While one possibility is that Game of Thrones will simply ignore those hurdles, there's still one group in Westeros who's likely to know the old ways: the Children of the Forest. The non-humannative population of Westeros, they carved the faces into the weirwood trees dotting the North and hunted with dragonglass weapons. Whether or not the Children of the Forest make an appearance in Game of Thrones Season 8, our heroes will have to come up with something. But will it be enough to supply the armies of Westeros against the Night King?

"I can make an arrowhead in half an hour," Hirth said, emphasizing that experienced knappers would be able to work much faster. Once the assembly line is up and running, the bottleneck likely isn't to be found with the dragonglass anyway. A single, skilled craftsman could create 250-400 dragonglass blades in a day, but that rate plummets when creating arrows. The real labor comes in attaching the arrowhead to the arrow shafts, which themselves have to be created and trued.

An obsidian arrowhead. Ken Hirth

Whereas flint blades and arrowheads were eventually supplanted by metal weapons, obsidian has a distinct advantage (beyond killing White Walkers) that prolonged their utility in pre- and post-Spanish Mexican societies. "When you make an obsidian blade, or just a flake, that edge is the sharpest cutting edge in the world," Hirth said. "There's nothing sharper. Surgical steel knives: not as sharp." Obsidian scalpels have even been demonstrated to create cleaner, and thus faster healing, incisions, though their use is so far confined to animals.

Dragonglass Weaknesses

But obsidian weapons also have substantial drawbacks which make them impractical for weapons much larger than a hunting knife. Even assuming a skilled craftsman had a large enough piece of dragonglass, obsidian's brittleness is a major limiting factor. "They'd never make a whole obsidian sword," Hirth said. "Give it one whack on the side and it would break in half."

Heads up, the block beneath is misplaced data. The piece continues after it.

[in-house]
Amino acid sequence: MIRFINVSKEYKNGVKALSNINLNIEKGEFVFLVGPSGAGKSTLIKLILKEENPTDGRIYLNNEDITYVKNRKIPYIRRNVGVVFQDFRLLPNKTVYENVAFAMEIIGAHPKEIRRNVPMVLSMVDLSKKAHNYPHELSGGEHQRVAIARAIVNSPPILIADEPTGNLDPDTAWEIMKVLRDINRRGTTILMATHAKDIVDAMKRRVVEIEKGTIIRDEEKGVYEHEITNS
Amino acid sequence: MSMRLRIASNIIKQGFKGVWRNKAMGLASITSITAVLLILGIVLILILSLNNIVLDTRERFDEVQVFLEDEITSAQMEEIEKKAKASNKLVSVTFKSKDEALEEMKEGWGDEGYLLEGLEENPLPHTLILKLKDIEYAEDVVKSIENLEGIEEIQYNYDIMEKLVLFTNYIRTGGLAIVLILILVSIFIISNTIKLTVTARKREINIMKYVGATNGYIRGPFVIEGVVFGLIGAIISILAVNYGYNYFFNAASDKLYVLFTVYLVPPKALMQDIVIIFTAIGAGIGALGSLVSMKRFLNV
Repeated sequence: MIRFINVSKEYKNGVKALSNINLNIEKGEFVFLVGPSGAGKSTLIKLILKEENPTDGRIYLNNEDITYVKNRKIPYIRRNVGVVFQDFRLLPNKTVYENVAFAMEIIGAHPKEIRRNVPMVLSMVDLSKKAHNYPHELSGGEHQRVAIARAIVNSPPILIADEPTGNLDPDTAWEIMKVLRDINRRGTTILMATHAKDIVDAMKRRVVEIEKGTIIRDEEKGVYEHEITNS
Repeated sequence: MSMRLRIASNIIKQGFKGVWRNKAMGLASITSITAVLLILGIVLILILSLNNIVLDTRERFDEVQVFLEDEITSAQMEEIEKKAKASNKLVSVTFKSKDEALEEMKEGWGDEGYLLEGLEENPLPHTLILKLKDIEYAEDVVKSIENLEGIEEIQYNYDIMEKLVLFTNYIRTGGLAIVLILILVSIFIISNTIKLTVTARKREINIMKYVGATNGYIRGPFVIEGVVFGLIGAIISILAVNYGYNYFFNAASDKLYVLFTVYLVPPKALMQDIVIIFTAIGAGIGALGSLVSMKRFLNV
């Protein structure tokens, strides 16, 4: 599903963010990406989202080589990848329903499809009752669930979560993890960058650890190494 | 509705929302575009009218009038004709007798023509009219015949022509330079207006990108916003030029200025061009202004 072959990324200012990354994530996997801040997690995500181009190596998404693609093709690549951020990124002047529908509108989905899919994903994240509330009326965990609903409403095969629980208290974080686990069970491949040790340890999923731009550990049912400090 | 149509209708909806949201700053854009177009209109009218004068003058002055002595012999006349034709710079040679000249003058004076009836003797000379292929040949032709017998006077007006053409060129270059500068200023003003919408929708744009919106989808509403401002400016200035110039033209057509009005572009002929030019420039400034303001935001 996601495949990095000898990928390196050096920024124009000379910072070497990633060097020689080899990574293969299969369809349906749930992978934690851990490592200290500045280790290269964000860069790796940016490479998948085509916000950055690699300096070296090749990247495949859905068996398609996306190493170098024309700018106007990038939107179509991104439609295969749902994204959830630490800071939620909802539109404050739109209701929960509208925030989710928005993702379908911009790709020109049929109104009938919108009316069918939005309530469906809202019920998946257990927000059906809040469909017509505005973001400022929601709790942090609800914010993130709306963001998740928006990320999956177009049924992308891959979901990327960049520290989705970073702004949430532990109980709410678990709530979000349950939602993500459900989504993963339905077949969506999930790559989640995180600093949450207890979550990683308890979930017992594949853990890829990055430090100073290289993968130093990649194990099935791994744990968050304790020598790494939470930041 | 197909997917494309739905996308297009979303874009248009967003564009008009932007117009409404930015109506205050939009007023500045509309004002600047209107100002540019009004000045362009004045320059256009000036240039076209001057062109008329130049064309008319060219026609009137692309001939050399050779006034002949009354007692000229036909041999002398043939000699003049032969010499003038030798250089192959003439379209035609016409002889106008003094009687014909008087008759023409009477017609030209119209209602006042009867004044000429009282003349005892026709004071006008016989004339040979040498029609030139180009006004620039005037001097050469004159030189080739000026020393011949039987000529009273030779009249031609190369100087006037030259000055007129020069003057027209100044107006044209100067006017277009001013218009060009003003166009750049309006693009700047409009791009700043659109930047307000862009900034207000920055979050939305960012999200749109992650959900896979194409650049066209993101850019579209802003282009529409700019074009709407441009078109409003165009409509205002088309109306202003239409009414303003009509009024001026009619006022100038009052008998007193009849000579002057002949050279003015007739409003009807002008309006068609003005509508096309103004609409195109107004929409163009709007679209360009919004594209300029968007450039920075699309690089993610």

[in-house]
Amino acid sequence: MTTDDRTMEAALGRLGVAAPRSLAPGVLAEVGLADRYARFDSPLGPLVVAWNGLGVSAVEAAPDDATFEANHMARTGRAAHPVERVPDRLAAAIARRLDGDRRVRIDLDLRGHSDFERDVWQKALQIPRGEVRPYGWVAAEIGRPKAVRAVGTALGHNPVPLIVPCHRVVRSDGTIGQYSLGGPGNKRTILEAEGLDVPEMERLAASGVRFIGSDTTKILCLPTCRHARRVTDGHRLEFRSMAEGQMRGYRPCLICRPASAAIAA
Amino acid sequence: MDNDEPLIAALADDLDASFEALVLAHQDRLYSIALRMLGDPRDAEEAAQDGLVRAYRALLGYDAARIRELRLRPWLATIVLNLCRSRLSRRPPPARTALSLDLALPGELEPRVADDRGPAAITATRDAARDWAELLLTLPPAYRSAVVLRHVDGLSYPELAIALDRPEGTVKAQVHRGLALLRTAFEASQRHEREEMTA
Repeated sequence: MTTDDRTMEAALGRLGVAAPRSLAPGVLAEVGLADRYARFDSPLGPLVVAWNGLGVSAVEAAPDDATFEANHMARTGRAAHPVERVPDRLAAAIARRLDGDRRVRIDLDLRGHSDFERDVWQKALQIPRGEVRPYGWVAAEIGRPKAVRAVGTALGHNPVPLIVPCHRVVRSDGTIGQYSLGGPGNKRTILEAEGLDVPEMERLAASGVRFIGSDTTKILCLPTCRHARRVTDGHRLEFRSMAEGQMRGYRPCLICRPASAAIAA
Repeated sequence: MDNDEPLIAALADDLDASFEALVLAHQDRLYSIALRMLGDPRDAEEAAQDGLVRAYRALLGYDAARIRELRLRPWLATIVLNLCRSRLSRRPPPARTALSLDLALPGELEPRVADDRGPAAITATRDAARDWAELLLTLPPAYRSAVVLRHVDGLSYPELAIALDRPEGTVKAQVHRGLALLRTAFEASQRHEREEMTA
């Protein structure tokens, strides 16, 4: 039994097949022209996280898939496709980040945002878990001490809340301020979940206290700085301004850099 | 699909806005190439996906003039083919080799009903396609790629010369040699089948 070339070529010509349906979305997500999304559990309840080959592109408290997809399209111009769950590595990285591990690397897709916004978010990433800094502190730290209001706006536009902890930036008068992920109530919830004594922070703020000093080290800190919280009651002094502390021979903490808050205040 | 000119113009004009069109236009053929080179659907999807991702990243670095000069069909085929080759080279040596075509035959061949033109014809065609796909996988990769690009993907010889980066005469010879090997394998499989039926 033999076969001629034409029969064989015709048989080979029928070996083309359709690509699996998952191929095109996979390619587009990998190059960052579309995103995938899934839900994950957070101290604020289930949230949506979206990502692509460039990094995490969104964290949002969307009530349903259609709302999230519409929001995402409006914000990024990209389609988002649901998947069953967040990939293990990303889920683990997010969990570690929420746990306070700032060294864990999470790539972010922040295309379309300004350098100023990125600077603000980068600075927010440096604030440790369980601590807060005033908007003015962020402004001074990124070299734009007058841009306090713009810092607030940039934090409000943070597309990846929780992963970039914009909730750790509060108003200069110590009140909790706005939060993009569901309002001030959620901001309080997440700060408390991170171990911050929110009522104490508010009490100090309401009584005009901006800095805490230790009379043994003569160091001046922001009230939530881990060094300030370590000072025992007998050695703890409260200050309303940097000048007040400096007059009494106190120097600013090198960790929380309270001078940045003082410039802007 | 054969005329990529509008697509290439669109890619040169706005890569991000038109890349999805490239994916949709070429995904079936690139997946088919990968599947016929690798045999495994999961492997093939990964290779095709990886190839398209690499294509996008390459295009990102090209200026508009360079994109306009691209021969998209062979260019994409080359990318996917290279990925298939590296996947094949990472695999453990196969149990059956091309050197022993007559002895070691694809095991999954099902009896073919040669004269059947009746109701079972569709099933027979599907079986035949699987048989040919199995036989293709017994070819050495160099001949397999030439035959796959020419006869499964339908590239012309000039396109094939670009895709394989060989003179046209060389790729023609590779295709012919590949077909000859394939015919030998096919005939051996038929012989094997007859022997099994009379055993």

Dragonglass armor is also out, for similar reasons.

But there are some workarounds. Instead of swords, mesoamerican societies created larger obsidian weapons by embedding sharp pieces of obsidian into wooden paddles. In the Game of Thrones Season 7 episode "Beyond the Wall," Tormund Giantsbane (Kristofer Hivju) can be seen wielding a dragonglass axe that works on similar principles, attaching multiple pieces of the sharp-edged stone to a wooden haft.

Tormund Giantsbane wields a dragonglass axe in "Game of Thrones" Season 7 episode "Beyond the Wall." HBO

Another downside is durability. Since dragonglass isn't metal, but glass, its edges are quick to dull. "You can't really resharpen obsidian, you just make a new piece," Hirth said. "If you shape an artifact with a keen edge, that's as sharp as it ever gets." This means that, for all of their effort, any dragonglass weapons wielded by the armies of Westeros will likely only be useful for a single battle.

Dragonglass vs. Ice Dragon

A standard obsidian arrowhead isn't going to work against the Night King's ice dragon. HBO

While arrowheads, spear tips and short daggers might work for the army of wights—and even their White Walker commanders—dragonglass's limitations could pose a major problem against the deadliest weapon on the Night King's arsenal: his ice dragon. Should Daenerys want to deploy something similar to Cersei Lannister's scorpion—used against Drogon in Season 7 episode "The Spoils of War"—she'll need some very talented dragonglass crafters.

"You'd probably want bifacial points of about 18 inches, something like that. Excellent crafters could do it, but you really have to understand the lithic technology of biface manufacture to make something big," Hirth said of crafting ammunition capable of piercing the ice dragon's armored skin.

But dragonglass isn't right for every scenario. "Really, what I would do is send the other two dragons after it," Hirth concluded.

Game of Thrones returns to HBO on April 14.